My letter to the USCIS immigration officer

USCIS Immigration Officer
2675 Prosperity Avenue
Fairfax, VA 22031


RE: Meshelle Belle Agiobo Embodo (formerly Meshelle Belle Embodo Larson), applicant A208 329 321

USCIS Immigration Officer:

I am writing to you with regard to my ex-wife, Meshelle Belle Agiobo Embodo (formerly Meshelle Belle Embodo Larson). She was granted conditional permanent resident status on 20 December 2016, and since the two-year anniversary is coming up, she may soon be filing an I-751 Petition to Remove Conditions on Residence. I would like to give my account of what happened between us, in hopes that it may help in adjudicating the petition.

Meshelle is a Philippine national who has a college degree and worked in real estate, and as a sales supervisor, and in many other roles while in her home country. She and I met online in November 2014, and began planning our life together. I’ve had a lot of trouble finding jobs, since I’m a convicted felon, so we agreed that she would be the family breadwinner while I would be a “houseband” and take care of the home, the kids, etc. (I had a lot of Facebook chatlogs documenting these conversations, but after she arrived in the U.S., she went on my computer and deleted them.)

We petitioned for a K-1 (fiancee) visa and she arrived in the U.S. in February 2016. We lived together in my parents’ house. She became a permanent resident on 20 December 2016, and with my help, obtained a driver’s license and car. She began working at various jobs, such as babysitting.

She separated from me in April 2017 (which was around the time that my savings from a job I lost in January 2017 ran out). She said the reason was that I hadn’t given her a good enough life. That is, I hadn’t gotten a good job and found a new residence for us to live in, away from my parents. For several months, she continued to drop in occasionally to visit, check my phone to see if I was texting other girls, and ask if I was making progress toward improving my situation.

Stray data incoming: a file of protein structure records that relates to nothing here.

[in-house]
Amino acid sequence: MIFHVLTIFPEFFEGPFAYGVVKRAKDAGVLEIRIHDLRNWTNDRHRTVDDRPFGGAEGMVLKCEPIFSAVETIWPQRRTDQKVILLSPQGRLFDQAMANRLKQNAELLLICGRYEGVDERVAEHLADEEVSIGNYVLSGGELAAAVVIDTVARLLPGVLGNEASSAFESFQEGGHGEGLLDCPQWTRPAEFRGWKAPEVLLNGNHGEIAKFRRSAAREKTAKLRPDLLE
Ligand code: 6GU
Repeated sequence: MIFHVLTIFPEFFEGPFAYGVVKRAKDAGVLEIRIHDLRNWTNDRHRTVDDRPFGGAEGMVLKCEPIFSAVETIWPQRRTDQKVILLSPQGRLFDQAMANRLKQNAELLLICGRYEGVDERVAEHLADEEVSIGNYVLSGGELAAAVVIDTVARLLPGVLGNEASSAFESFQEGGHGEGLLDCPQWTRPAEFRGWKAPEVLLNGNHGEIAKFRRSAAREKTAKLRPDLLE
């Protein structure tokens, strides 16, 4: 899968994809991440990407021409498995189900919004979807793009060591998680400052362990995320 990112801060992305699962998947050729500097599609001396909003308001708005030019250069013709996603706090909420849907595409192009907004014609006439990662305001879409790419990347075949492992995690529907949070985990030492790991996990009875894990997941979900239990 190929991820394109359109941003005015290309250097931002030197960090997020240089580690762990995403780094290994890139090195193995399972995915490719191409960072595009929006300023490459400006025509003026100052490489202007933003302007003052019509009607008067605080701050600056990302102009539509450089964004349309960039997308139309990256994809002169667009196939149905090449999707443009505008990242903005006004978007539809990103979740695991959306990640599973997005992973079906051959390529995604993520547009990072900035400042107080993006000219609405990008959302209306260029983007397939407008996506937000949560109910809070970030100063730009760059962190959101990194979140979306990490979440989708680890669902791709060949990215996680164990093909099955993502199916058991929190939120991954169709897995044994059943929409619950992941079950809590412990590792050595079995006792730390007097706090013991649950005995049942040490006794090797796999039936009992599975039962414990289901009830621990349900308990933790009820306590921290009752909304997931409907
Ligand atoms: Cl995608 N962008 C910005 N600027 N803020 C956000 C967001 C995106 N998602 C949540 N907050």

As time went on, she became more and more convinced that the situation was hopeless, and that we should just get a divorce. In September 2017, she obtained a temporary restraining order, accusing me of sexually abusing her. She did not show up to the permanent restraining order hearing, so the case was dismissed.

She later told me that her actual reason for getting the order was that she didn’t like some of the stuff I had said to her by text message, where I was joking that I should have just kept her locked up in the basement rather than letting her have so much freedom. The context of the text message, though, where she’s talking about sarcasm and rolling her eyes, shows that she knew I was kidding.

She filed for divorce on 18 May 2018, and I filed an answer on 29 May 2018, expressing my suspicions that maybe she had been pregnant. On 1 June 2018, she showed up at my house with hospital documents showing she had tested negative for pregnancy. She threatened to file a police report for rape if I didn’t sign off on the divorce paperwork.

Because I was wanting to reconcile with her, it wasn’t until 17 August 2018 that I began cooperating with the divorce by withdrawing my answer to her complaint. So, she did end up filing a rape report, and the Fauquier County Sheriff’s Department executed a search warrant on my residence on 29 August 2018, seeking evidence to back up her accusations. Apparently that investigation is still open, because I have not been charged with anything, but on the other hand, I have also not received back the property they seized from my house.